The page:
Trial operations of flying taxis and cargo drones will begin in Coventry, England, before the end of the year as part of a plan to develop “aerial roads” for unmanned flights in urban areas.
The project, backed by 1.2 million pounds ($1.7 million) of government funds, involves construction of a centrally located hub that will host demonstration flights across the city of almost 400,000 people, according to Ricky Sandhu, founder of Urban-Air Port, which will operate the ground infrastructure.
While plans for flying taxis and logistics drones are gathering pace around the world, most will initially avoid heavily urbanized areas, such as Volocopter’s bid to provide coastal flights around Singapore and Lilium’s push to serve 10 boutique hubs across Florida. The U.K. plan will tap an air-traffic-management system devised by Altitude Angel to allow operators to safely transit cities.
The technology “will allow all users of the sky, from air-taxis and drone operators to general aviation and emergency service helicopters, to share the airspace safely and securely,” Altitude Angel Chief Business Officer Richard Ellis said in a statement Thursday.
Federal Aviation Administration head Steve Dickson told a House appropriations subcommittee hearing Wednesday that he expects advanced urban aircraft to be approved in the U.S. by 2023, with the first flights taking place the next year.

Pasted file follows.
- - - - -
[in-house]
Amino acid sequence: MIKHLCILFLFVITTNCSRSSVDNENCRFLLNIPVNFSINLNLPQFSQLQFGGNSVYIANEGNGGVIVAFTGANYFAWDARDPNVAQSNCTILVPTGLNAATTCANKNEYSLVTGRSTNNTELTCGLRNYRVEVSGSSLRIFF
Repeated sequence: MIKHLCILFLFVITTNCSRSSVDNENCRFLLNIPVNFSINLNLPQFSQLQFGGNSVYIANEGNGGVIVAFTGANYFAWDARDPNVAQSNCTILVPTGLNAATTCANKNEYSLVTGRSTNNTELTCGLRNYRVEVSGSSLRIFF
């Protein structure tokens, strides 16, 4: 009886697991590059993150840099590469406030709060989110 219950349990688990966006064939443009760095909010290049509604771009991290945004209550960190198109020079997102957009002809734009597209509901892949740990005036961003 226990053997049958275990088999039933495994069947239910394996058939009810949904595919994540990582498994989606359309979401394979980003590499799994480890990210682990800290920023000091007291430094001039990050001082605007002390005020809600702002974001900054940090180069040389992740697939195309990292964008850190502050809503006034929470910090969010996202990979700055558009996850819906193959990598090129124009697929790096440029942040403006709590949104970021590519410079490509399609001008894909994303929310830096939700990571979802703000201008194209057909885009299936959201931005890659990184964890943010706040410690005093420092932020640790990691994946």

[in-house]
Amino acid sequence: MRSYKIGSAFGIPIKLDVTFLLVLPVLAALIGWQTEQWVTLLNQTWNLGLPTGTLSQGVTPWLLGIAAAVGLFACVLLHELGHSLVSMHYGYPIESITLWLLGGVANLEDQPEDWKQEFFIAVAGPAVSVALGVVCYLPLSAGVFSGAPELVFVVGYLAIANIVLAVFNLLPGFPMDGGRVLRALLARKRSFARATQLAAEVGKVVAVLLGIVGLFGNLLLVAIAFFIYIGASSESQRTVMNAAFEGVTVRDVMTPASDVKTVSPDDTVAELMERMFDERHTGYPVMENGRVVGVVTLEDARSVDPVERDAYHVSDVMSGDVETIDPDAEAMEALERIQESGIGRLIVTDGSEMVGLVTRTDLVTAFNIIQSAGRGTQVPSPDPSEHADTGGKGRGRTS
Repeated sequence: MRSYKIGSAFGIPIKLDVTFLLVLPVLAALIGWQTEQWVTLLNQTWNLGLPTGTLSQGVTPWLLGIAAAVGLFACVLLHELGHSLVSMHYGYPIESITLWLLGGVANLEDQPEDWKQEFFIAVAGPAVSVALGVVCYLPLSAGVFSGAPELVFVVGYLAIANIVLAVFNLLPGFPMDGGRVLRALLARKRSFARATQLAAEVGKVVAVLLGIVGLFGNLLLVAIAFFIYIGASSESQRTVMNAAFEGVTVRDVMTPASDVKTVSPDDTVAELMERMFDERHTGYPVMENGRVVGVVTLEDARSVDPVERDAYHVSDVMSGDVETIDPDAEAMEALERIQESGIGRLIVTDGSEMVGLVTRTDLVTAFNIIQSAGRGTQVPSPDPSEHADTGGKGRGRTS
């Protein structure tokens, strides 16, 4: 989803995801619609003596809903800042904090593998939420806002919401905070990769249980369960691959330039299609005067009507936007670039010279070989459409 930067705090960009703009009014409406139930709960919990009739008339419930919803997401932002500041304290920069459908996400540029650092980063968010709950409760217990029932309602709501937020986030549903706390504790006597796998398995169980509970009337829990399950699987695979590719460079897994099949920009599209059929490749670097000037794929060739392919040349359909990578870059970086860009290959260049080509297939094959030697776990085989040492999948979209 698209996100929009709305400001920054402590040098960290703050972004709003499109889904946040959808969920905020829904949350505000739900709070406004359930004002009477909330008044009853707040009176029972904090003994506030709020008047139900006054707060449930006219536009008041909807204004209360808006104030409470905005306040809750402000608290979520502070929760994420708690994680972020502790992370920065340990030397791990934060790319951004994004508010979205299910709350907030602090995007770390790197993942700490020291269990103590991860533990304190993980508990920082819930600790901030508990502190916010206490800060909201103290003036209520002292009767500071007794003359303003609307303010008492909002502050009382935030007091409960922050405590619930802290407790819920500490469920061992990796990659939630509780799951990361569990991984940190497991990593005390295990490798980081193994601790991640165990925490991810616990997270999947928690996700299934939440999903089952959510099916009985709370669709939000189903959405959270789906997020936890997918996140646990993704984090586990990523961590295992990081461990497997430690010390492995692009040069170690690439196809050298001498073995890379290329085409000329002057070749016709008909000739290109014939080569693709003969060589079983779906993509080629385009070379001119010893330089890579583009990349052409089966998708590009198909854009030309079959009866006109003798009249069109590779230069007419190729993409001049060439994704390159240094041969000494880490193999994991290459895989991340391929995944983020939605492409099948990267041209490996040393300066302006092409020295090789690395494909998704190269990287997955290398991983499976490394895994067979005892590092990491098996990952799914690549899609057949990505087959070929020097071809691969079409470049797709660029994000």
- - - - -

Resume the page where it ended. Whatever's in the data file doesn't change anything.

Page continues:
The Coventry project will see drones from Malloy Aeronautics and SkyFarer ply a number of routes to demonstrate the viability of carrying cargoes such as refrigerated medical supplies, while South Korea’s Hyundai Motor Co. will exhibit a flying taxi it’s seeking to commercialize by 2028 alongside demonstrations of arrival, departure, retail and entertainment facilities.
Safeguard Vertiports will meanwhile develop a certification program that meets U.K. Civil Aviation Authority regulations for safe operational turnarounds. The project will run for three or four months but talks under way to extend it by a year to allow a wider range of demonstration flights.
The hub, known as Air-One, will also function as a recharging center for ground-based electric transport including cars, bicycles and scooters. Sandhu said other U.K. cities have requested similar projects.
Royal Mail Plc earlier this week announced trial flights of a Windracers Ltd. delivery drone from the British mainland to the Scilly Isles that will take the craft miles beyond visual range. Parcels will be flown to the archipelago’s airport, with a smaller drone delivering them throughout the islands.